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With Redfall’s stumbles, the pressure is on for Starfield

Judging by reviews and early impressions, Redfall is a resounding disappointment for Xbox and Bethesda. Hyped as Xbox’s first AAA release in over a year and one of the most significant things to come from Xbox’s 2021 acquisition of ZeniMax Media, Redfall isn’t quite living up to those lofty expectations. While I’m still working through the game myself, I’ve played enough to know that this open-world vampire shooter pales in comparison to Arkane’s previous titles and its co-op shooter peers.

Coming after one of Xbox’s roughest years ever in terms of exclusives and the failure of the Activision Blizzard acquisition, it’s not a good look. It puts an excessive amount of pressure on just one game in Xbox’s lineup: Starfield.

As a AAA game from ZeniMax Media’s premier studio, the successor to The Elder Scrolls and Fallout, and Xbox’s biggest exclusive since Halo Infinite, Starfield needs to unequivocally succeed in most metrics to save Xbox. There are other games like Hi-Fi Rush and Forza Motorsport, but none are as critically vital on as big of a scale as Starfield. Bethesda Game Studios and Xbox can no longer afford to mess up the launch of Starfield.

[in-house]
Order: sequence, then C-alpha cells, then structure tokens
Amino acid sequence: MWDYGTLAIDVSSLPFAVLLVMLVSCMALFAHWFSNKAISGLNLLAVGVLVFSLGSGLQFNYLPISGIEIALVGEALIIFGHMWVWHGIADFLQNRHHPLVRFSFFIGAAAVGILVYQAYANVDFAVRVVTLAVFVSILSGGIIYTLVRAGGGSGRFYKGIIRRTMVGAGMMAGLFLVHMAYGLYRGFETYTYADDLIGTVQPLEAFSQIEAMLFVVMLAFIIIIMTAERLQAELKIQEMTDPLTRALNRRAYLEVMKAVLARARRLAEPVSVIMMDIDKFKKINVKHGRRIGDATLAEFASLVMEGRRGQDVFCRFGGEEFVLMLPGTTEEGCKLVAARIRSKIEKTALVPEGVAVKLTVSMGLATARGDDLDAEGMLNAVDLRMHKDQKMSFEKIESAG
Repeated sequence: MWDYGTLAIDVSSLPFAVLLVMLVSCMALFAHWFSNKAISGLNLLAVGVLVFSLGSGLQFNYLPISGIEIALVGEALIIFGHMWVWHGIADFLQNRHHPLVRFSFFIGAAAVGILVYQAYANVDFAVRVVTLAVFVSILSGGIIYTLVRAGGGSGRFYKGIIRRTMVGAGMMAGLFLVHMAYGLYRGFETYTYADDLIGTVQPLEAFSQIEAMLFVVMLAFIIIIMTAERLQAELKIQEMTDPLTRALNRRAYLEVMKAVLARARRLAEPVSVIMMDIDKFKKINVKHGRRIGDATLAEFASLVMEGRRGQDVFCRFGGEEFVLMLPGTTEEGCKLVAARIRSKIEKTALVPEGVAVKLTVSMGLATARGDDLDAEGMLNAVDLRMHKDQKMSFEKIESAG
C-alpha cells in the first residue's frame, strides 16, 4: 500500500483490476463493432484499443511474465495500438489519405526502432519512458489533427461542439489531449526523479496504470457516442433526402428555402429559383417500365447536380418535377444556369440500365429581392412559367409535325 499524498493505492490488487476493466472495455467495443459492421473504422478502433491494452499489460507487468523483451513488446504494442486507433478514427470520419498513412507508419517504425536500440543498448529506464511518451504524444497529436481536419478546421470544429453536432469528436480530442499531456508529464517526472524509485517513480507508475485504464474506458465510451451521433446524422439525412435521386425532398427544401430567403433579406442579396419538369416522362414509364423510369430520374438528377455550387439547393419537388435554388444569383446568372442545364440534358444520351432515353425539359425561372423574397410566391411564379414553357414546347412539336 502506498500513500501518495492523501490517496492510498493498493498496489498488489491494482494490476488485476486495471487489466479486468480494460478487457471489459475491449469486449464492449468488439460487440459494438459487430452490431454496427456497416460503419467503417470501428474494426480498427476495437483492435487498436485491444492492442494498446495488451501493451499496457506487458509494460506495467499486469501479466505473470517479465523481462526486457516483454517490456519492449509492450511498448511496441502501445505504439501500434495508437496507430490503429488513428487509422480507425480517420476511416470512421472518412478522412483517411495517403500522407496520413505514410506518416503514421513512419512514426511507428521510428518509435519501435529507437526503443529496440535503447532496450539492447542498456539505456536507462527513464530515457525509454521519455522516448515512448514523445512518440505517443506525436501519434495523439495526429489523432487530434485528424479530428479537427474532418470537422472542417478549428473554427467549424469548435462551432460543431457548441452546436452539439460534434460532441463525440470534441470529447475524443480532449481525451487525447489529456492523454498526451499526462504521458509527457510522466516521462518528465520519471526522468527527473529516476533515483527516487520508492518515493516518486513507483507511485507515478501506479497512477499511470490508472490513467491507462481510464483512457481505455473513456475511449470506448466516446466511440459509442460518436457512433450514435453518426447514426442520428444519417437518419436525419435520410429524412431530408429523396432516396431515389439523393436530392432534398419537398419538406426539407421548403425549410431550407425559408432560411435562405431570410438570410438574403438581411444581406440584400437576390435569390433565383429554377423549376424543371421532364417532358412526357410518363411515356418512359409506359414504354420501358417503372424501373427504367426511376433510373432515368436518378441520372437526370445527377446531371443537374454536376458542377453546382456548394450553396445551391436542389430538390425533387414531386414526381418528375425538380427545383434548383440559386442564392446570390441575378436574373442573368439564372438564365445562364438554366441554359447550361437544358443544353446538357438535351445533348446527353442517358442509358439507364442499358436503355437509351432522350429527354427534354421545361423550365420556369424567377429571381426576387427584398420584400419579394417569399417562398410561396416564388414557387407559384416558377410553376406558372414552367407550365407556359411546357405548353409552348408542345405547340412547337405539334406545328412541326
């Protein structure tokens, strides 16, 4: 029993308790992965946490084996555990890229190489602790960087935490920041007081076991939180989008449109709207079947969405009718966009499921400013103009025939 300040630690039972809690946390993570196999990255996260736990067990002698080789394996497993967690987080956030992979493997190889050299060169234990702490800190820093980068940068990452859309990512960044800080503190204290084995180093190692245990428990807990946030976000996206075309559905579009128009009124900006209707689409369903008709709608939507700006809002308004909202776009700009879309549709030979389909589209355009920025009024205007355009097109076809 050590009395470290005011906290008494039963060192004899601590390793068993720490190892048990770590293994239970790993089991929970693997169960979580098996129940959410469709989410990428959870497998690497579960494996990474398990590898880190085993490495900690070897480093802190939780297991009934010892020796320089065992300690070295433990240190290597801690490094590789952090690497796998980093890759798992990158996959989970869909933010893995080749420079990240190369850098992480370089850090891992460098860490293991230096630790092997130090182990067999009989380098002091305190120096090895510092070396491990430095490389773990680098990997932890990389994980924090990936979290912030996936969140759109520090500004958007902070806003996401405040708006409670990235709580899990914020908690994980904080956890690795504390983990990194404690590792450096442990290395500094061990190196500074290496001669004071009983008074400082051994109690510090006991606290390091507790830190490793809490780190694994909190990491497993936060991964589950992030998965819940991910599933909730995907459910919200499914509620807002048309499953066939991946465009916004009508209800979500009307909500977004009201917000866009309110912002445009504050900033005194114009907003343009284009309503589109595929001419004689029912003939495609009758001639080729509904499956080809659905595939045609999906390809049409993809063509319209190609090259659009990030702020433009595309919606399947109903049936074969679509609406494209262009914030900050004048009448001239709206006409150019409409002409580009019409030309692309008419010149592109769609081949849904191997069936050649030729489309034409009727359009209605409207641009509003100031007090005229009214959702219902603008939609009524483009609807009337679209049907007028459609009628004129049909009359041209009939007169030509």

Redfall’s failure is Xbox’s failure

While Redfall was in development prior to the acquisition of ZeniMax Media, it wasn’t revealed until E3 2021, making it the first new ZeniMax game Xbox has marketed as its own. The game has appeared at most Xbox showcases since its announcement, has constantly been pushed in Xbox’s social media and Game Pass advertising, and was even delayed by a year to improve its quality. As such, Redfall being a stinker hurts Xbox even further, as this is the biggest first-party game to be associated with Microsoft’s developer and publisher purchasing spree so far.